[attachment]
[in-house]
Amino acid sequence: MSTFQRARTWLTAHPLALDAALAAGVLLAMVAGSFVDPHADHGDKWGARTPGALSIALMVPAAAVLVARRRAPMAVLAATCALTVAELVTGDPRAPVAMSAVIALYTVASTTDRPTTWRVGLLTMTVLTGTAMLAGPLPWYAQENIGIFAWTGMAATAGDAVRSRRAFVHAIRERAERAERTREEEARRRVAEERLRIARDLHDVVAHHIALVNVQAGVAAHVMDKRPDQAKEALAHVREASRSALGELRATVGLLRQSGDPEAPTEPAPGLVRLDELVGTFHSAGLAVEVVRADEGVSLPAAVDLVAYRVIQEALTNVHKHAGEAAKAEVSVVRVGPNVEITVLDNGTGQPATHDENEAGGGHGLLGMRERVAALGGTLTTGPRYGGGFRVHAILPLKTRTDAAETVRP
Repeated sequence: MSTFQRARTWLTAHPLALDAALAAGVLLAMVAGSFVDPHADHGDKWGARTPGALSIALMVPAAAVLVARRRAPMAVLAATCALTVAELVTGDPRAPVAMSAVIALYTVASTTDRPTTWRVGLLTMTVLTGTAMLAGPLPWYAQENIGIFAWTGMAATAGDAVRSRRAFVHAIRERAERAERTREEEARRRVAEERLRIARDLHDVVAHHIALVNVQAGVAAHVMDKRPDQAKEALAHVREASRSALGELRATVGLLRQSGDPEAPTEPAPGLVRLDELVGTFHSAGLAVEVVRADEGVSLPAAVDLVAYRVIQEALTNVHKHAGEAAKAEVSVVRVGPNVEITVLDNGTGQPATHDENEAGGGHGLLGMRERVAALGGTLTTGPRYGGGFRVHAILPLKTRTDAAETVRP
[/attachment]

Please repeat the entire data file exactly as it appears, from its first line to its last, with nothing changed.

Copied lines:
[in-house]
Amino acid sequence: MSTFQRARTWLTAHPLALDAALAAGVLLAMVAGSFVDPHADHGDKWGARTPGALSIALMVPAAAVLVARRRAPMAVLAATCALTVAELVTGDPRAPVAMSAVIALYTVASTTDRPTTWRVGLLTMTVLTGTAMLAGPLPWYAQENIGIFAWTGMAATAGDAVRSRRAFVHAIRERAERAERTREEEARRRVAEERLRIARDLHDVVAHHIALVNVQAGVAAHVMDKRPDQAKEALAHVREASRSALGELRATVGLLRQSGDPEAPTEPAPGLVRLDELVGTFHSAGLAVEVVRADEGVSLPAAVDLVAYRVIQEALTNVHKHAGEAAKAEVSVVRVGPNVEITVLDNGTGQPATHDENEAGGGHGLLGMRERVAALGGTLTTGPRYGGGFRVHAILPLKTRTDAAETVRP
Repeated sequence: MSTFQRARTWLTAHPLALDAALAAGVLLAMVAGSFVDPHADHGDKWGARTPGALSIALMVPAAAVLVARRRAPMAVLAATCALTVAELVTGDPRAPVAMSAVIALYTVASTTDRPTTWRVGLLTMTVLTGTAMLAGPLPWYAQENIGIFAWTGMAATAGDAVRSRRAFVHAIRERAERAERTREEEARRRVAEERLRIARDLHDVVAHHIALVNVQAGVAAHVMDKRPDQAKEALAHVREASRSALGELRATVGLLRQSGDPEAPTEPAPGLVRLDELVGTFHSAGLAVEVVRADEGVSLPAAVDLVAYRVIQEALTNVHKHAGEAAKAEVSVVRVGPNVEITVLDNGTGQPATHDENEAGGGHGLLGMRERVAALGGTLTTGPRYGGGFRVHAILPLKTRTDAAETVRP